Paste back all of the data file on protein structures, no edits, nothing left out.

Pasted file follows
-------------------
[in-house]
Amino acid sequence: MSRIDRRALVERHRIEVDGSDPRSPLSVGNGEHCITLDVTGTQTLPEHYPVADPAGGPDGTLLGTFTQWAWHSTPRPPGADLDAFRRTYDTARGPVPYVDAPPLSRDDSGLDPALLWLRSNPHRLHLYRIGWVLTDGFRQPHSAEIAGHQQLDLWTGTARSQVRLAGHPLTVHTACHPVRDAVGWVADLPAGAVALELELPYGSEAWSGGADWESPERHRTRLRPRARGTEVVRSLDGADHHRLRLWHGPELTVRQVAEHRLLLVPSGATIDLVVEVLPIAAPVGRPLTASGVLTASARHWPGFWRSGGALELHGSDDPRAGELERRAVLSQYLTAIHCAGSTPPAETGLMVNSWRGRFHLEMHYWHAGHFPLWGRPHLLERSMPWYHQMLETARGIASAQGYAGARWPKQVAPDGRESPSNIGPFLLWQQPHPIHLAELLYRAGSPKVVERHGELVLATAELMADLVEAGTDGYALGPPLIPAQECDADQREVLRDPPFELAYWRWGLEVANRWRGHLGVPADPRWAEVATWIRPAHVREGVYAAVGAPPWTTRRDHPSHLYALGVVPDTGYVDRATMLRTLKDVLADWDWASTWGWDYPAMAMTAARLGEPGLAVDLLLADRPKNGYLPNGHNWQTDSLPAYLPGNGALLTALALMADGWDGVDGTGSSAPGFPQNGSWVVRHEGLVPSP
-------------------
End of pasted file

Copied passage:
[in-house]
Amino acid sequence: MSRIDRRALVERHRIEVDGSDPRSPLSVGNGEHCITLDVTGTQTLPEHYPVADPAGGPDGTLLGTFTQWAWHSTPRPPGADLDAFRRTYDTARGPVPYVDAPPLSRDDSGLDPALLWLRSNPHRLHLYRIGWVLTDGFRQPHSAEIAGHQQLDLWTGTARSQVRLAGHPLTVHTACHPVRDAVGWVADLPAGAVALELELPYGSEAWSGGADWESPERHRTRLRPRARGTEVVRSLDGADHHRLRLWHGPELTVRQVAEHRLLLVPSGATIDLVVEVLPIAAPVGRPLTASGVLTASARHWPGFWRSGGALELHGSDDPRAGELERRAVLSQYLTAIHCAGSTPPAETGLMVNSWRGRFHLEMHYWHAGHFPLWGRPHLLERSMPWYHQMLETARGIASAQGYAGARWPKQVAPDGRESPSNIGPFLLWQQPHPIHLAELLYRAGSPKVVERHGELVLATAELMADLVEAGTDGYALGPPLIPAQECDADQREVLRDPPFELAYWRWGLEVANRWRGHLGVPADPRWAEVATWIRPAHVREGVYAAVGAPPWTTRRDHPSHLYALGVVPDTGYVDRATMLRTLKDVLADWDWASTWGWDYPAMAMTAARLGEPGLAVDLLLADRPKNGYLPNGHNWQTDSLPAYLPGNGALLTALALMADGWDGVDGTGSSAPGFPQNGSWVVRHEGLVPSP